Subway burger targets working-class men

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Blue-collar males want their red meat, and some Subway locations can now satisfy them with the introduction of Subway Steakburgers.

Armed with research that found Subway's lower-fat positioning attracted women and white-collar males but missed the key 12-to-34-year-old working-class male demo, franchisees in 11 Southern and Midwestern markets recently introduced a limited time 2.5-ounce chopped-beef patty intended to lure the burger-loving crowd away from other fast-food competitors.


The new Steakburger does fit within the healthy-alternative positioning of the chain -- it has only 9 grams of fat. But the TV advertising that began Feb. 14 to support the new product focuses instead on taste, quality and value. In-store ads also support.

"We did some research that showed there is a whole group of people who just love burgers and are looking for more foods with flavor as opposed to being concerned about dietary offerings," said Michael Walter, director of operations for Subway Development Corp. of South Carolina, a regional group overseeing operations for franchisees. "The Steakburger fills that void for Subway."

Subway's commitment to providing a large selection of menu items with less than 350 calories and 6 grams of fat has been the focus of the chain's national campaign, from Publicis & Hal Riney, Chicago. The creative portion of the account, however, is in review.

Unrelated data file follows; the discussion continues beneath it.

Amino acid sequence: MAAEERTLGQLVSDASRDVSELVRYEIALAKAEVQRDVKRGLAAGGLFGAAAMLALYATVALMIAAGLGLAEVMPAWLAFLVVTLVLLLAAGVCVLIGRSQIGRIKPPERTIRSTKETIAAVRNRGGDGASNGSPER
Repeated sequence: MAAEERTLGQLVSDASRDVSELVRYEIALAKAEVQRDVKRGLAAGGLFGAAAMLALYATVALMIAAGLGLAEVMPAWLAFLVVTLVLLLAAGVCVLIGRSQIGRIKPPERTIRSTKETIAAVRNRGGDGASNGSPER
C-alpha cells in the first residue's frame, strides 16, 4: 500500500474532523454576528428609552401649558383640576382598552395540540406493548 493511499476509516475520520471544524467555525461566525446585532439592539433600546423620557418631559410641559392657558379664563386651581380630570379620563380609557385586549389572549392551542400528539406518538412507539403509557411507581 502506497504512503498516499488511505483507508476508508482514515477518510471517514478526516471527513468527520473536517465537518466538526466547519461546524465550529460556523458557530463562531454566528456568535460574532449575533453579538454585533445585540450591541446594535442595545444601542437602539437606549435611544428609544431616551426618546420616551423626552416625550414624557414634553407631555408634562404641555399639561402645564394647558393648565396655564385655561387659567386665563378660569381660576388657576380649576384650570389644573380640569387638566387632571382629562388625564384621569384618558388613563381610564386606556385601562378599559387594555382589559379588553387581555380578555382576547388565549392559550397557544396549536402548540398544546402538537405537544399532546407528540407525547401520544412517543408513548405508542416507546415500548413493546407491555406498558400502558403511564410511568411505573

One spot in particular featuring Jared Fogle -- who lost 245 pounds on the "Subway Diet" -- was especially effective driving weight-conscious women into the chain. Ad success was boosted by coverage of the diet on popular programs including "The Oprah Winfrey Show" and "Today."

But, on the heels of that advertising, local franchisees were looking to beef up their hot menu offerings to stay top-of-mind with males less concerned about calories and fat.

The Subway Steakburger was introduced in mid-February in parts of South and North Carolina, Indiana and Michigan, and in Augusta, Ga. A 30-second TV spot features a construction worker in his early 30s, complete with hard hat, who leans into the camera to demand, "Gimme a Subway Steakburger."


The commercial goes on to introduce the "New Subway charbroiled Steakburger -- hot news for burger lovers!" and shows how the sandwich, on fresh-baked bread, can be topped with a choice of cheese, vegetables and condiments.

The Steakburger was intended only as a limited-time product, to be offered through March 26, but "franchise owners have expressed interest in keeping the product year-round," said John Kupiec, president of Canadian American Corp., Flint, Mich., the local ad agency handling the $1 million Steakburger launch effort. "Any product performing at 3% movement or higher is considered a success, and this is much higher," he said.

Though Mr. Kupiec said it would be inaccurate to call the regional launch of Steakburger a market test, he said locally driven products that do exceedingly well will often be picked up nationally, such as the Subway Chicken Salad sandwich and a line of wraps. Even the currently successful low-fat positioning was introduced as a local ad theme in Houston.

A spokesman at Subway's headquarters said he was unaware of any plans to launch Steakburger nationally.

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